From anti-globalisation to climate change
For many of us, when the turn of the century anti-globalisation surge lost its momentum,  the global thinking, and religious optimism went with it. However, in the last few years, an attempt to resurrect the ‘global movement’ appeared amongst us once again — this time around climate change.
The mobilisation at the Copenhagen UN Climate Change Conference was billed by many as the next Seattle  and some groups have claimed they are “building a global movement to solve the climate crisis.”  Greenpeace, for instance, says “climate change is a global public ‘bad’. To solve it requires global collective action… We have no alternative but to build a global grassroots movement, move politicians forward, and force corporations and banks to change direction.”  I’ll take it as a given that you the reader understand the naive unreality of such lobby groups but it’s worth looking at those at the less institutionalised end of climate change campaigning.
There are three main tendencies, and sometimes folk wander from one to another. Firstly, there are those that have similar beliefs to Greenpeace — i.e. ‘direct action’ as an awareness raising/lobbying strategy. Secondly, there are those who use the discourse around climate change to aid mobilisation in local campaigns which, though unlikely to have any effect on climate change, at least have practical and sometimes achievable objectives in mind i.e. halting the destruction of an ecosystem/the worsening wellbeing  of a community or simply increasing self-sufficiency.  Thirdly, there are those nostalgic anti-capitalists who envision ‘climate justice’ as a metamorphosis of the imagined “alter-globalisation movement”  (notice it’s increasingly no longer anti-globalisation). An anonymous writer described the last tendency well:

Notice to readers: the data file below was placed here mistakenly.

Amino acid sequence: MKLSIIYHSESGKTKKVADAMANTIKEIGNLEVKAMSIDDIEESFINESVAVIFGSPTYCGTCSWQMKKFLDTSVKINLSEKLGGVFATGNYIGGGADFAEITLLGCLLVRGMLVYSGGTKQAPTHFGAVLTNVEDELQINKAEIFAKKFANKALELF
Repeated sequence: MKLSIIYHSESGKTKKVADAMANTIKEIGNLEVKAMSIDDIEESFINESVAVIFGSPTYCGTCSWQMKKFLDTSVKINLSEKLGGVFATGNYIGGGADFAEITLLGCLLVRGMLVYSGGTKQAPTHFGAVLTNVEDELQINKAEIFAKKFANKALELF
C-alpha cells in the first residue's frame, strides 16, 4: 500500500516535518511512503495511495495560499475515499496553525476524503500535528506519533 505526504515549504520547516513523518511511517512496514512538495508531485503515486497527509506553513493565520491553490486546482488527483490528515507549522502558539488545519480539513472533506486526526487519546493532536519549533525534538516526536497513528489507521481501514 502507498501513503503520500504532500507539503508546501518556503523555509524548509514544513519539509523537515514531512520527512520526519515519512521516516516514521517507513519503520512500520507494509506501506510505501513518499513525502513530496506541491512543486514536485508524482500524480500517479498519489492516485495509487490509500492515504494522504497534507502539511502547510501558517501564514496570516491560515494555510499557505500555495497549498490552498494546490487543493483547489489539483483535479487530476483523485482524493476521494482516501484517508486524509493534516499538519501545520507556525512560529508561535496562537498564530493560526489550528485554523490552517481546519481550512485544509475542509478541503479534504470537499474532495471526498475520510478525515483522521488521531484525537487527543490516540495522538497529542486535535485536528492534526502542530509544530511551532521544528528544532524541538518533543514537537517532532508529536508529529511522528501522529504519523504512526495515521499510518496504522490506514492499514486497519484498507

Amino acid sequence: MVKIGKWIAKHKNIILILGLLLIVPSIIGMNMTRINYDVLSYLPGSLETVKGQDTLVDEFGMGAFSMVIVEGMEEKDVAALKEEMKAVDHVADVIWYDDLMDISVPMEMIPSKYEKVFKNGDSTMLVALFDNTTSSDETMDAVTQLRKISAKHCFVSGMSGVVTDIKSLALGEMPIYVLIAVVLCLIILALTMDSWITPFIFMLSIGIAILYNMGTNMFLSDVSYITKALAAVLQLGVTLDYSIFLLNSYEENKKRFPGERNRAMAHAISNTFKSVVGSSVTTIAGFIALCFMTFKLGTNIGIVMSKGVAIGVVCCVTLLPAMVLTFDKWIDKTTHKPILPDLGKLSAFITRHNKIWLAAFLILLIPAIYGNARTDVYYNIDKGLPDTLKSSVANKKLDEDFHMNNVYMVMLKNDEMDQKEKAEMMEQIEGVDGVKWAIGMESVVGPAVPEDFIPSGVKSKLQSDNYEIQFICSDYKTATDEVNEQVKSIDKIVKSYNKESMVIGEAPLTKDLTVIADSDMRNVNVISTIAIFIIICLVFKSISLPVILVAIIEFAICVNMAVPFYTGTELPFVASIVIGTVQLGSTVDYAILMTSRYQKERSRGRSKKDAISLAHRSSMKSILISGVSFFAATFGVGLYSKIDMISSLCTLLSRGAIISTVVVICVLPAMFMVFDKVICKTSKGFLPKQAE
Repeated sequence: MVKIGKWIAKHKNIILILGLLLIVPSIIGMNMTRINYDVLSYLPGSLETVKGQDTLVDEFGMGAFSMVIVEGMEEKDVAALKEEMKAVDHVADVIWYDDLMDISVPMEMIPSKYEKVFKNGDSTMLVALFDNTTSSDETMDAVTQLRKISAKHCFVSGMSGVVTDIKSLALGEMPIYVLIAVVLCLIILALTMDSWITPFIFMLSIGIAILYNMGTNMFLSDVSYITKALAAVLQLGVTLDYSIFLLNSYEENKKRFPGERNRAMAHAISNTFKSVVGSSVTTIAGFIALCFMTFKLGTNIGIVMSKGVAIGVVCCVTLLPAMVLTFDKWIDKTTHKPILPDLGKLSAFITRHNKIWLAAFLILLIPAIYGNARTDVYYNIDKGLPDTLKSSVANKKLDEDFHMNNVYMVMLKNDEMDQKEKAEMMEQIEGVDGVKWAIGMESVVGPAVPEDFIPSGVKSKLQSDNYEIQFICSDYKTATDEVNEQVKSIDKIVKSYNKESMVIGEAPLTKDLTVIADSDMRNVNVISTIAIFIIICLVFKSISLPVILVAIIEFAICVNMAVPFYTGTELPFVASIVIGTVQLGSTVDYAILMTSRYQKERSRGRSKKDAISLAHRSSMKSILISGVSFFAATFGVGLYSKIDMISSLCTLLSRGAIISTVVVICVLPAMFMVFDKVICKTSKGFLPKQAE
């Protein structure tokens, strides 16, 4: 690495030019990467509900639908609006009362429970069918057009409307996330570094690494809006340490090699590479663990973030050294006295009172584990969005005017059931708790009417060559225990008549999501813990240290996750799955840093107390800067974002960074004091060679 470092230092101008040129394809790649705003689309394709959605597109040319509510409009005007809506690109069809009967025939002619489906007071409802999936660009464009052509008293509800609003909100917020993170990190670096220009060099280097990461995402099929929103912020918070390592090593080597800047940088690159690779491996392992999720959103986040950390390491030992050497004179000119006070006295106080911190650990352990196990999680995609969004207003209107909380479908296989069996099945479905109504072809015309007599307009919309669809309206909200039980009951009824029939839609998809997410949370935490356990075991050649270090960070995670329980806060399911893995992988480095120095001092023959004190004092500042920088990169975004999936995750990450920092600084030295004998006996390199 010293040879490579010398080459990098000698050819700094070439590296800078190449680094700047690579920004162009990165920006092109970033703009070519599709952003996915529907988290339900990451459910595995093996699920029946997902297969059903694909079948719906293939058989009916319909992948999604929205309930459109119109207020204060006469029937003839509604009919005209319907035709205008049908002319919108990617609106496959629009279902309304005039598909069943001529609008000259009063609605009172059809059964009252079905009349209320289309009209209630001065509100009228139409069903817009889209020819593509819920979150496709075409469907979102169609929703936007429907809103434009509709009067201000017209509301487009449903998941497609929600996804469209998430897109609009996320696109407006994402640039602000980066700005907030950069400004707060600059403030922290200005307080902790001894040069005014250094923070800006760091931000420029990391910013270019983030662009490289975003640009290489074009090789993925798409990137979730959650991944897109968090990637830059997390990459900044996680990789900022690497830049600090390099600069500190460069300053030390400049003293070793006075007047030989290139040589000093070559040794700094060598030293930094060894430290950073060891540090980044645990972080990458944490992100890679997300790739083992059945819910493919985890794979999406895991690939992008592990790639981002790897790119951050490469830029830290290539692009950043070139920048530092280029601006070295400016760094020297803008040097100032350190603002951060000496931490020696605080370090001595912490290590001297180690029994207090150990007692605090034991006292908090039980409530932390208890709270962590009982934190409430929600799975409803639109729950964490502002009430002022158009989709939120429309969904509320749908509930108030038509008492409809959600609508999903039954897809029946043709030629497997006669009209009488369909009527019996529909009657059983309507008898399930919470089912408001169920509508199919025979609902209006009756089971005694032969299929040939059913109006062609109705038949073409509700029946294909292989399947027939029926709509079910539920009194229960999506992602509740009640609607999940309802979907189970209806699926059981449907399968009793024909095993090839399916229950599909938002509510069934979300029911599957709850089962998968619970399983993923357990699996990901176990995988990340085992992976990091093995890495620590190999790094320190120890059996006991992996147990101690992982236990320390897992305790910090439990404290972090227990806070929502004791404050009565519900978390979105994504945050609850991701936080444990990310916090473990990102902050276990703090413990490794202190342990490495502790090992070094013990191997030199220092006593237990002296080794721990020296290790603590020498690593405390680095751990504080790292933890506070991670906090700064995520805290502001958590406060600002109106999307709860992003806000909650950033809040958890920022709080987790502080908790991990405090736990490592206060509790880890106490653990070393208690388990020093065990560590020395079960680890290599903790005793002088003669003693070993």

[When activists] try to convince us that it’s the ‘last chance to save the earth’… it’s because they’re trying to build social movements… There is a growing and disturbing trend that has been lingering around radical circles over the last few years, based on the idea that blind positivity can lead to interesting and unexpected successes. Michael Hardt and Tony Negri’s books have provided some of the theoretical bases for this, and it has been taken up by some who want to unite the masses under the banner of precarity, organise migrants and mobilise for summits. For many coming from the left wing tradition, it has been the message of hope that they were wanting to hear, at a time when their ideologies seemed more moribund than ever.
…Theoreticians who should understand capitalism well enough to know better, write that a global basic income or free movement for all is an achievable goal. They may not believe it themselves, but ostensibly want to inspire others to believe in it, claiming that the ‘moments of excess’ generated by such Utopian dreams will give rise to potent movements for change. Climate change… is certainly a suitable testing ground for the politics of manufactured hope, being so alienated from our actual everyday realities. But whilst the new movement politicians — facilitators not dictators — watch their movements grow, there is still a case for living in the real world.